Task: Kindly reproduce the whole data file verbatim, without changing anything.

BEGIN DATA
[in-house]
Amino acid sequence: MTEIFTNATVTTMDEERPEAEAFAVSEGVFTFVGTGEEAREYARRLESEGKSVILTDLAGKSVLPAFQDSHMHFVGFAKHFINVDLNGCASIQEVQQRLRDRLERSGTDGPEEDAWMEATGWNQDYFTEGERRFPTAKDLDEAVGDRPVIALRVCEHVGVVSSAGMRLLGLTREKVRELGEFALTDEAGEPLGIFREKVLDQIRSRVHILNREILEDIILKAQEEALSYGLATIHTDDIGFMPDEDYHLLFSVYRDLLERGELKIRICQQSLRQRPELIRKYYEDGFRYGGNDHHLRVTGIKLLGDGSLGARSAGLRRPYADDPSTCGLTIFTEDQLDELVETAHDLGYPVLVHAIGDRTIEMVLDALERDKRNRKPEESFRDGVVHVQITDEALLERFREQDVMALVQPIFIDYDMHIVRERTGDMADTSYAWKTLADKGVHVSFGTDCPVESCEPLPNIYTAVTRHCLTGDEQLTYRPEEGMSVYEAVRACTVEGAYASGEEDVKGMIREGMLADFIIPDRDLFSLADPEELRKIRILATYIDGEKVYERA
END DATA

[in-house]
Amino acid sequence: MTEIFTNATVTTMDEERPEAEAFAVSEGVFTFVGTGEEAREYARRLESEGKSVILTDLAGKSVLPAFQDSHMHFVGFAKHFINVDLNGCASIQEVQQRLRDRLERSGTDGPEEDAWMEATGWNQDYFTEGERRFPTAKDLDEAVGDRPVIALRVCEHVGVVSSAGMRLLGLTREKVRELGEFALTDEAGEPLGIFREKVLDQIRSRVHILNREILEDIILKAQEEALSYGLATIHTDDIGFMPDEDYHLLFSVYRDLLERGELKIRICQQSLRQRPELIRKYYEDGFRYGGNDHHLRVTGIKLLGDGSLGARSAGLRRPYADDPSTCGLTIFTEDQLDELVETAHDLGYPVLVHAIGDRTIEMVLDALERDKRNRKPEESFRDGVVHVQITDEALLERFREQDVMALVQPIFIDYDMHIVRERTGDMADTSYAWKTLADKGVHVSFGTDCPVESCEPLPNIYTAVTRHCLTGDEQLTYRPEEGMSVYEAVRACTVEGAYASGEEDVKGMIREGMLADFIIPDRDLFSLADPEELRKIRILATYIDGEKVYERA